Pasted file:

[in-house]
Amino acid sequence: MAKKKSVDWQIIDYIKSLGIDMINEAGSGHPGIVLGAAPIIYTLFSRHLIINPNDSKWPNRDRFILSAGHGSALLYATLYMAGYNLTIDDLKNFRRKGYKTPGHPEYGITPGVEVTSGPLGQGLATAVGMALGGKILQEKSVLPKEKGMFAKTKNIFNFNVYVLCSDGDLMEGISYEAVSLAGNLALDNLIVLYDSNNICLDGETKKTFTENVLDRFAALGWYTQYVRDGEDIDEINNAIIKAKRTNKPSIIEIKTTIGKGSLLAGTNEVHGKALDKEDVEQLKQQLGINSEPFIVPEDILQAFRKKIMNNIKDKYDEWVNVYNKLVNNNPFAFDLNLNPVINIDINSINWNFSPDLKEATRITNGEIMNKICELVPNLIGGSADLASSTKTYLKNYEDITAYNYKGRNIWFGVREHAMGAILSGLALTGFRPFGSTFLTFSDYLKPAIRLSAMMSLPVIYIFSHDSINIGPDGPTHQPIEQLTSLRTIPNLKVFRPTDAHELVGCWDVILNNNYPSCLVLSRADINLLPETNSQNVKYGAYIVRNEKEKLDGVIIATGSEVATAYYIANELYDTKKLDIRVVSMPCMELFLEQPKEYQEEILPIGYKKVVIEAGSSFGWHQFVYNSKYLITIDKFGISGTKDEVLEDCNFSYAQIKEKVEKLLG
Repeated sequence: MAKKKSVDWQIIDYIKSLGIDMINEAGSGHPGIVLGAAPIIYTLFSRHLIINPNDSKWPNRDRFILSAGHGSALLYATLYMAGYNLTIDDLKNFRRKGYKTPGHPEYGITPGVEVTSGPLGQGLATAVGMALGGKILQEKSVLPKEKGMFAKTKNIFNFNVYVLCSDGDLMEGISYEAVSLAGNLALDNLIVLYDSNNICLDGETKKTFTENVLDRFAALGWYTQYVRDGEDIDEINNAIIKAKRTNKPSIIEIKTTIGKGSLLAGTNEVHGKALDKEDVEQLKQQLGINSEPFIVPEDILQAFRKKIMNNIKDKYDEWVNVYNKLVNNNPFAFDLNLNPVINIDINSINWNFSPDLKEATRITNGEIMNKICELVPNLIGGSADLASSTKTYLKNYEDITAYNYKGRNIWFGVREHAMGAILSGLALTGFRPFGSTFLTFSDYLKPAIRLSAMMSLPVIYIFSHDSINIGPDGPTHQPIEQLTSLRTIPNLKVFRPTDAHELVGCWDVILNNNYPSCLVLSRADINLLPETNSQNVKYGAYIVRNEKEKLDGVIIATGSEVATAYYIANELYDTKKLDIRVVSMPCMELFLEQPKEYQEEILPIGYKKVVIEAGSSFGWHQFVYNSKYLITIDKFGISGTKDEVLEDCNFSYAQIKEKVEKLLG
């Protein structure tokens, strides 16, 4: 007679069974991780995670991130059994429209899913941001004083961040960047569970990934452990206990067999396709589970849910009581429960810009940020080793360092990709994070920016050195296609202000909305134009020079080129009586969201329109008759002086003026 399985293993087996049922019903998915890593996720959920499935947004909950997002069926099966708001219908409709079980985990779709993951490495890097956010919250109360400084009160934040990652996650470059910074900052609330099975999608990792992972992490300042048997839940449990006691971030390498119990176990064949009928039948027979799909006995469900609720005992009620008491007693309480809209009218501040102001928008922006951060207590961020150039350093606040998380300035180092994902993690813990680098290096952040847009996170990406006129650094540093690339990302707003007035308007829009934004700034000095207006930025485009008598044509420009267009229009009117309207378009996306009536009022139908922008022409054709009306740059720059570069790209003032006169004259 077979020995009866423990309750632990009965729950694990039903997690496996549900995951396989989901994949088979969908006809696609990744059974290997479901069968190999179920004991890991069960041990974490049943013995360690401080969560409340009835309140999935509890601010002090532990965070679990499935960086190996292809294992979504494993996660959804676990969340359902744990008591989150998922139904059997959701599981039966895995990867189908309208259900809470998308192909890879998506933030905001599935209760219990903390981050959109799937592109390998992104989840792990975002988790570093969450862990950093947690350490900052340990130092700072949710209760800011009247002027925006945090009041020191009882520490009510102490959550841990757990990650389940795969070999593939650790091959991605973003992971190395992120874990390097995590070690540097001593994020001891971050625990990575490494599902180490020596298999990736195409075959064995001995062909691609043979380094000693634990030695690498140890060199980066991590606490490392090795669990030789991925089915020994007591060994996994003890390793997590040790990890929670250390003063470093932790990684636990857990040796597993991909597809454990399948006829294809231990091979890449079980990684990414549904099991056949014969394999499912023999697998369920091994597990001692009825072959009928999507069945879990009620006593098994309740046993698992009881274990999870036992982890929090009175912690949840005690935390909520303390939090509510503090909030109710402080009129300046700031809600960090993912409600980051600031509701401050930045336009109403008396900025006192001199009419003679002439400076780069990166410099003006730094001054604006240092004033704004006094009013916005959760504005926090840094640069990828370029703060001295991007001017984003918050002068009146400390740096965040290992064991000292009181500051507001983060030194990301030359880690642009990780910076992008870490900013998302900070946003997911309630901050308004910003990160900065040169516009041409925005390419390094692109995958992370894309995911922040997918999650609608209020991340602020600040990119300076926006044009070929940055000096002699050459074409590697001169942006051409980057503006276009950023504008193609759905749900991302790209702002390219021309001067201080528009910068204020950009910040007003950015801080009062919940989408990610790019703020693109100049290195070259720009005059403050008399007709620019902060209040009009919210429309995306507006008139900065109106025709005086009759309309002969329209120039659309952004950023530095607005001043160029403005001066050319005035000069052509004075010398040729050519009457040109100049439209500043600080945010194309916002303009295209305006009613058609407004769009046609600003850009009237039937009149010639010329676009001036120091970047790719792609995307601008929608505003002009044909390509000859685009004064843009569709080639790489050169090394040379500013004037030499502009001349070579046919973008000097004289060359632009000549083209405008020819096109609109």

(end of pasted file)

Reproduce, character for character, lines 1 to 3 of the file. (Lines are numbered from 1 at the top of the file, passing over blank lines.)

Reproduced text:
[in-house]
Amino acid sequence: MAKKKSVDWQIIDYIKSLGIDMINEAGSGHPGIVLGAAPIIYTLFSRHLIINPNDSKWPNRDRFILSAGHGSALLYATLYMAGYNLTIDDLKNFRRKGYKTPGHPEYGITPGVEVTSGPLGQGLATAVGMALGGKILQEKSVLPKEKGMFAKTKNIFNFNVYVLCSDGDLMEGISYEAVSLAGNLALDNLIVLYDSNNICLDGETKKTFTENVLDRFAALGWYTQYVRDGEDIDEINNAIIKAKRTNKPSIIEIKTTIGKGSLLAGTNEVHGKALDKEDVEQLKQQLGINSEPFIVPEDILQAFRKKIMNNIKDKYDEWVNVYNKLVNNNPFAFDLNLNPVINIDINSINWNFSPDLKEATRITNGEIMNKICELVPNLIGGSADLASSTKTYLKNYEDITAYNYKGRNIWFGVREHAMGAILSGLALTGFRPFGSTFLTFSDYLKPAIRLSAMMSLPVIYIFSHDSINIGPDGPTHQPIEQLTSLRTIPNLKVFRPTDAHELVGCWDVILNNNYPSCLVLSRADINLLPETNSQNVKYGAYIVRNEKEKLDGVIIATGSEVATAYYIANELYDTKKLDIRVVSMPCMELFLEQPKEYQEEILPIGYKKVVIEAGSSFGWHQFVYNSKYLITIDKFGISGTKDEVLEDCNFSYAQIKEKVEKLLG
Repeated sequence: MAKKKSVDWQIIDYIKSLGIDMINEAGSGHPGIVLGAAPIIYTLFSRHLIINPNDSKWPNRDRFILSAGHGSALLYATLYMAGYNLTIDDLKNFRRKGYKTPGHPEYGITPGVEVTSGPLGQGLATAVGMALGGKILQEKSVLPKEKGMFAKTKNIFNFNVYVLCSDGDLMEGISYEAVSLAGNLALDNLIVLYDSNNICLDGETKKTFTENVLDRFAALGWYTQYVRDGEDIDEINNAIIKAKRTNKPSIIEIKTTIGKGSLLAGTNEVHGKALDKEDVEQLKQQLGINSEPFIVPEDILQAFRKKIMNNIKDKYDEWVNVYNKLVNNNPFAFDLNLNPVINIDINSINWNFSPDLKEATRITNGEIMNKICELVPNLIGGSADLASSTKTYLKNYEDITAYNYKGRNIWFGVREHAMGAILSGLALTGFRPFGSTFLTFSDYLKPAIRLSAMMSLPVIYIFSHDSINIGPDGPTHQPIEQLTSLRTIPNLKVFRPTDAHELVGCWDVILNNNYPSCLVLSRADINLLPETNSQNVKYGAYIVRNEKEKLDGVIIATGSEVATAYYIANELYDTKKLDIRVVSMPCMELFLEQPKEYQEEILPIGYKKVVIEAGSSFGWHQFVYNSKYLITIDKFGISGTKDEVLEDCNFSYAQIKEKVEKLLG